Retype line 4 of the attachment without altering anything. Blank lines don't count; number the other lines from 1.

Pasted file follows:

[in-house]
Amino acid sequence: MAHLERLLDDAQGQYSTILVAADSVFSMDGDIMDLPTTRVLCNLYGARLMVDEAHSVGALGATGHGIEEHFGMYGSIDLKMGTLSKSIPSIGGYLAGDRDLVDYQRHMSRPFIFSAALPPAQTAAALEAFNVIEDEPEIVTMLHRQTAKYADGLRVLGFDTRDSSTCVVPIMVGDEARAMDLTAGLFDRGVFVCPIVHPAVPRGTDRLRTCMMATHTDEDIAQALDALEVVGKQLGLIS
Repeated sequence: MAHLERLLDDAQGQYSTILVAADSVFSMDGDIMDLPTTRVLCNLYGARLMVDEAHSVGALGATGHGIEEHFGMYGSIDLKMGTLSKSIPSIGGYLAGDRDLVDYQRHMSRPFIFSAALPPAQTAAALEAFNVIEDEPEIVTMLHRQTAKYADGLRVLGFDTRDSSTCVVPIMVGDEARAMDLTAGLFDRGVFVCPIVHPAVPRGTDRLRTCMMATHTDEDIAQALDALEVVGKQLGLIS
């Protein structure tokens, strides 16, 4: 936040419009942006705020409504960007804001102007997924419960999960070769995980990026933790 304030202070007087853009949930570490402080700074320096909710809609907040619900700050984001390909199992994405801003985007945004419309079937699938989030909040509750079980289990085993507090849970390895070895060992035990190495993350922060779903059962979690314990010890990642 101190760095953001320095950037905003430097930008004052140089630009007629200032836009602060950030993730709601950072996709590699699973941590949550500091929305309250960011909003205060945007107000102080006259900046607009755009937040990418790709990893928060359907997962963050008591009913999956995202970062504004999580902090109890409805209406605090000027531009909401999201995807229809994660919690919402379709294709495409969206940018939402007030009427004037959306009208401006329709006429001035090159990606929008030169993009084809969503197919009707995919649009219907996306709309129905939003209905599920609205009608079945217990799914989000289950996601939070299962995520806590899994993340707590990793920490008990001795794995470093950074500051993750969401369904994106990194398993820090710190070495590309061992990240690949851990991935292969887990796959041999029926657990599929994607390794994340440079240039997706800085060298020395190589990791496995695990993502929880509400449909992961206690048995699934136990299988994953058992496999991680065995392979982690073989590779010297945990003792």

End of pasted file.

């Protein structure tokens, strides 16, 4: 936040419009942006705020409504960007804001102007997924419960999960070769995980990026933790 304030202070007087853009949930570490402080700074320096909710809609907040619900700050984001390909199992994405801003985007945004419309079937699938989030909040509750079980289990085993507090849970390895070895060992035990190495993350922060779903059962979690314990010890990642 101190760095953001320095950037905003430097930008004052140089630009007629200032836009602060950030993730709601950072996709590699699973941590949550500091929305309250960011909003205060945007107000102080006259900046607009755009937040990418790709990893928060359907997962963050008591009913999956995202970062504004999580902090109890409805209406605090000027531009909401999201995807229809994660919690919402379709294709495409969206940018939402007030009427004037959306009208401006329709006429001035090159990606929008030169993009084809969503197919009707995919649009219907996306709309129905939003209905599920609205009608079945217990799914989000289950996601939070299962995520806590899994993340707590990793920490008990001795794995470093950074500051993750969401369904994106990194398993820090710190070495590309061992990240690949851990991935292969887990796959041999029926657990599929994607390794994340440079240039997706800085060298020395190589990791496995695990993502929880509400449909992961206690048995699934136990299988994953058992496999991680065995392979982690073989590779010297945990003792």